There are two functions that are happening with this breathing exercise. First, you are directly affecting your nervous system when you use any yoga breathing technique, which helps regulate your response to stress. Secondly, your pranayama practice helps build and direct your Kundalini energy, which is said to help you manage all of life and the stress that comes with it. Pranayama breathing connects you to your higher self, which can help take you out of a negative or spiraling cycle that cause symptoms of anxiety. Breath of Fire strengthens your vibration to an easy, neutral state.
4) Get rid of addictive cravings for drugs, smoking, and bad foods.
In addition to clearing toxins and other chemicals out of your system, you can also substitute Breath of Fire for addictive cravings, both of which will relax your body and brain, and help you overcome desires for addictive habits.
5) Strengthen the navel chakra and get a massive ab workout.
Forget straining your neck with traditional crunches. Breath of Fire tones your deepest set of abs (the transverse abdominis) and also your solar plexus. This is because this fast breathing technique relies on the abdominal muscles to push the exhalation out. When done rapidly, as with this pranayama exercise, you are repeatedly flexing your abdominal muscles in quick succession. As you can imagine, this is a major ab workout. If you’re someone who wants to be able to step their foot through from downward dog or float up into inversions, this breathing technique is going to get you there.
6) Crazy energizing!
Ever feel you’re in a “blah” cycle? Maybe at around 4 P.M. every day? Breath of Fire is even better than coffee. It stimulates your whole system, energizes your brain, and it’s so easy. You’ll feel as high as you do after a 30-minute run after only doing it for three minutes. That’s certainly a time-saving hack!
7) No mat, props or flexibility required.
Almost everyone can do Breath of Fire, regardless of their age or level of flexibility. This breath can keep you in shape even if you’re injured or bedridden.
You might like: 3 Steps to Alternate Nostril Breathing That Will Cut Stress Fast [VIDEO]
How to Practice Breath of Fire
When you first start practicing Breath of Fire, keep in mind that you BUILD on this practice. If you’re a beginner, start with 30 seconds at a time, and breathe at a slower, steady rate.
It’s a common mistake for first-timers to want to practice for two or three minutes – that’s too long! You can start to feel light-headed, and maybe a little dizzy. Also, Breath of Fire doesn’t have to be fast to be effective! Form is always preferable to speed.
Other common mistakes are breathing through the mouth instead of using the nose, keeping tension in your face or tongue, clenching the jaw, or tension in the fists or shoulders.
Sit in place with a straight spine, with palms resting on your knees in an open palm mudra. Create room in your middle body, between your heart and your solar plexus. Take a few slow deep breaths to relax. Your brow is relaxed, and shoulders, chest and rib cage muscles should be in a neutral state. You want to relax the rest of the body and let the diaphragm do the work!
Step 1: Start Panting Like a Dog!
That’s right, like a dog! That’s the rhythm of breathing you want: short, quick, in and out.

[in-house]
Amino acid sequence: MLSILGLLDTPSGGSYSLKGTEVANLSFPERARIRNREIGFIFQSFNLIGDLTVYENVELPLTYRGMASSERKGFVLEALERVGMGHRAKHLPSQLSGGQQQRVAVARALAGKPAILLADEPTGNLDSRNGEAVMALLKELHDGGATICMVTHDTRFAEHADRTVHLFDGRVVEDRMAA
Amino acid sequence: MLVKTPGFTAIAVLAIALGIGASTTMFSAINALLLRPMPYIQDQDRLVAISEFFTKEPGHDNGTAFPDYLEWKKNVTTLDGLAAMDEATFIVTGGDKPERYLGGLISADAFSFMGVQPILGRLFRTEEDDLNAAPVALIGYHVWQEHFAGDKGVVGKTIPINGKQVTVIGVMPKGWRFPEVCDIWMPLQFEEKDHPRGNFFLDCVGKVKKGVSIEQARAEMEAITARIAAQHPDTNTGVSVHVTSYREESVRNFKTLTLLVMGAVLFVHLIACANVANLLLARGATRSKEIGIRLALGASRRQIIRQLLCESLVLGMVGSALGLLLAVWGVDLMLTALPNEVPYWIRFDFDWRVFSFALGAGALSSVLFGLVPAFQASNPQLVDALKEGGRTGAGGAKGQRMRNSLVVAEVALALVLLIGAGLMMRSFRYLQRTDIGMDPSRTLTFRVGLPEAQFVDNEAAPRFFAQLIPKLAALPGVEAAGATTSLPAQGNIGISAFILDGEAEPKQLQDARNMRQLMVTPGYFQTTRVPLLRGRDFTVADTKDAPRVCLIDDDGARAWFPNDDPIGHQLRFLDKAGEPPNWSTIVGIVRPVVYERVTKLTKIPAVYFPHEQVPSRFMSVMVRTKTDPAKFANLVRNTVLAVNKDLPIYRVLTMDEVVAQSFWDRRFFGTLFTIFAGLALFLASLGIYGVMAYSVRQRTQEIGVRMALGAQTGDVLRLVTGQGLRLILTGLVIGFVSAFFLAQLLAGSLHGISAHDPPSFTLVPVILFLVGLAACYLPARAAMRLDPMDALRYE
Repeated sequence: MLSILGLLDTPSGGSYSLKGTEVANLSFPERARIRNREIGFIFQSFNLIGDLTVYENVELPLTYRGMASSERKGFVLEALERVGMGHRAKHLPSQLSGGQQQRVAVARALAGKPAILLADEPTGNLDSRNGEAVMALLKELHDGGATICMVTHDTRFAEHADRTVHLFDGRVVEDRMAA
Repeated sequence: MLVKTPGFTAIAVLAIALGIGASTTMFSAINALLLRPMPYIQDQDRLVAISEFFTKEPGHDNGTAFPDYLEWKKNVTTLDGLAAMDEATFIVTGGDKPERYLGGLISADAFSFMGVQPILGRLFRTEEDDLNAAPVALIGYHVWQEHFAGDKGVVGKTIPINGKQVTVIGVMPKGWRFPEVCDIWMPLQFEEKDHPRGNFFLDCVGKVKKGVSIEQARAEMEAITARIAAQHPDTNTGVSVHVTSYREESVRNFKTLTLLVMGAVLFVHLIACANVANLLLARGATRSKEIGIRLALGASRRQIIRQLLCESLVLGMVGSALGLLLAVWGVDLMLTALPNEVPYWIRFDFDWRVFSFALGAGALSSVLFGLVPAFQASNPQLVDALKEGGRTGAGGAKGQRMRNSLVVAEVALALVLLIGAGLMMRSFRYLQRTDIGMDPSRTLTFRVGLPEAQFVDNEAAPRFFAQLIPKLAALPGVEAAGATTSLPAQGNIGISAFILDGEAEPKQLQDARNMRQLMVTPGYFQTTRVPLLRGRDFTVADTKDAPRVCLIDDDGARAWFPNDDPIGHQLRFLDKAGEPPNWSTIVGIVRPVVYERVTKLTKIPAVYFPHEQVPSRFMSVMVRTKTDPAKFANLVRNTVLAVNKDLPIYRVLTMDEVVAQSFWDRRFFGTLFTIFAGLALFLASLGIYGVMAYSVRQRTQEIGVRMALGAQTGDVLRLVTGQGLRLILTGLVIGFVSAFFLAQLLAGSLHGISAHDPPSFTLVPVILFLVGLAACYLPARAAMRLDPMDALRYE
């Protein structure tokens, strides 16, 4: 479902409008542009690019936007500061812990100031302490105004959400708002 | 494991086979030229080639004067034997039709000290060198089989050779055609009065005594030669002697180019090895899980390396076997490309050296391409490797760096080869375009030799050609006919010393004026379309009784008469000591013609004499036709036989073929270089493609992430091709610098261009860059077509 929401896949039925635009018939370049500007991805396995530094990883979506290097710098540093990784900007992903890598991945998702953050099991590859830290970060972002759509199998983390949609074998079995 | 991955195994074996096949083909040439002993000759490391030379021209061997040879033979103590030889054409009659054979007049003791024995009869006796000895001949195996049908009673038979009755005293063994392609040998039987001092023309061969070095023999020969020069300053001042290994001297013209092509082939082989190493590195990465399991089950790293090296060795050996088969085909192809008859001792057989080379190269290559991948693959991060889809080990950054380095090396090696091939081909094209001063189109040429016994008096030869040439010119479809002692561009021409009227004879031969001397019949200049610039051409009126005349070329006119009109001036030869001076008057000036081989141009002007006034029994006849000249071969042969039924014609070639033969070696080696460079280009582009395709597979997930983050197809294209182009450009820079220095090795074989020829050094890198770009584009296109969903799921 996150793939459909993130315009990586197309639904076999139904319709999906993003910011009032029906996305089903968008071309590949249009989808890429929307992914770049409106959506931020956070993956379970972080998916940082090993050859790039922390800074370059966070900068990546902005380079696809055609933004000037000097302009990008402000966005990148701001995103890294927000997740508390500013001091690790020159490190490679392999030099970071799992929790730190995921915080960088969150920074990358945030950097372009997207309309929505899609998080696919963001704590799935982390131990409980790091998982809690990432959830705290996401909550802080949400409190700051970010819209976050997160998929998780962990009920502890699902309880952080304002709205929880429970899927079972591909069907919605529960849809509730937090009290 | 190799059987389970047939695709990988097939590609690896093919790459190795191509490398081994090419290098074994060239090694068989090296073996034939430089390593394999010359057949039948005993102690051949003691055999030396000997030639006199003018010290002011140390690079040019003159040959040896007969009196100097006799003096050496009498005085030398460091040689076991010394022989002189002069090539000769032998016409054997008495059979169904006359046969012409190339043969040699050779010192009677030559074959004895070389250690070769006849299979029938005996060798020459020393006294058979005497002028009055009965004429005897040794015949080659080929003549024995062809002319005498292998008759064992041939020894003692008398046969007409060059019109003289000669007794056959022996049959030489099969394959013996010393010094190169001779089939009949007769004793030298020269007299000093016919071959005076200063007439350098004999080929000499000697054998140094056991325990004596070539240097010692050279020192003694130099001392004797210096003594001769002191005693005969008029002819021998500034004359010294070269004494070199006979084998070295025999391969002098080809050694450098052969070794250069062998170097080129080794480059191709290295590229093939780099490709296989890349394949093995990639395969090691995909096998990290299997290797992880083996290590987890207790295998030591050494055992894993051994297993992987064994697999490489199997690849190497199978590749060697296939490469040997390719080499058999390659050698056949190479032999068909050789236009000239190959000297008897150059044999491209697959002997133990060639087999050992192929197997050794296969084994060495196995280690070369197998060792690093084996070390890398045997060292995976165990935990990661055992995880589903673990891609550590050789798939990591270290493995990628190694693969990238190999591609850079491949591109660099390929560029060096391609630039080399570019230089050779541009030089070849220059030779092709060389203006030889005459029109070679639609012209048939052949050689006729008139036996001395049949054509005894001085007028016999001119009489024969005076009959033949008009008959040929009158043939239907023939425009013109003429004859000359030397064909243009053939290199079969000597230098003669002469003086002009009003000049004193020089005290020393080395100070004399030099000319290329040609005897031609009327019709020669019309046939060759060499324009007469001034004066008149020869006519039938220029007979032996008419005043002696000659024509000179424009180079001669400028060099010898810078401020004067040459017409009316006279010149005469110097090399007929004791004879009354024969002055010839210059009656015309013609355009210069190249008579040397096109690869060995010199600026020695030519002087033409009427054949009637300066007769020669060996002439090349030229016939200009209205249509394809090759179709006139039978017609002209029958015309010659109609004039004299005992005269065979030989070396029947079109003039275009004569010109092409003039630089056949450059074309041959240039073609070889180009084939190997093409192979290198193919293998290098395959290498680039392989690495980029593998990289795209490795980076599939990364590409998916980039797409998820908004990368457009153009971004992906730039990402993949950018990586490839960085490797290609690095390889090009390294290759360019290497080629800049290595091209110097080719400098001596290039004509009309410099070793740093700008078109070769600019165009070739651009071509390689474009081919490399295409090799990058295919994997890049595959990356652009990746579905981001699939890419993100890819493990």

When you inhale, your belly expands. When you exhale, your belly contracts back — a great way to test this is to put your hand onto your belly. With each inhale, your belly presses into your palm. On the exhale your belly snaps back into your spine!
Make your inhale and exhale the same pace and equal length. The inhale is passive, and the exhale is powerful.
Step 2: Quicken Your Breathing
Once you’ve got the form down, close your mouth and start to breathe through the nose — two to three new breaths per second. Make your breathing slightly faster, keeping your breath at an equal pace on the inhale and the exhale.
If you’re a beginner, slow it down! One to two breaths per second will work just fine.
It doesn’t have to be fast to be effective. If it’s hard for your belly and abs, you’re doing it right.
Step 3: Place Your Hands Into Mudras
Once you’re comfortable, you can place your hands into a mudra. You can rest them on your lap in Gyan Mudra, or bring your arms into the full Kundalini ego eradicator.
Step 4: Return to Natural Flow
Once you’ve finished, slow and stop forcing your breathing, and meditate on the breath. Let your breath rest in its natural flow.
If your arms are in ego eradicator, bring the thumbs towards one another, draw your navel up and in, and pull your groin up and away from the floor. You’re doing all three powerful yogic locks to hold the breath in! Stay here for five to eight seconds, and then relax into your natural flow of breath with the arms resting palms up on the thighs.
It’s common to sense a subtle buzz, a glow, or some tingling in the body and face after Breath of Fire! If you feel dizzy, lightheaded, or giddy, slow your pace the next time you practice. If you practiced for two to three minutes, reduce your time.
- Watch my Kundalini playlist on YouTube for more Kundalini kriyas, mantras, and meditation.
- Join my Chakra Challenge! And get to know each chakra through your yoga practice. Open up a whole new dimension in your yoga practice.
- Try my Kundalini Demystified 30 HR teacher training course. It’s the perfect intro to Kundalini yoga, the serpent, and more!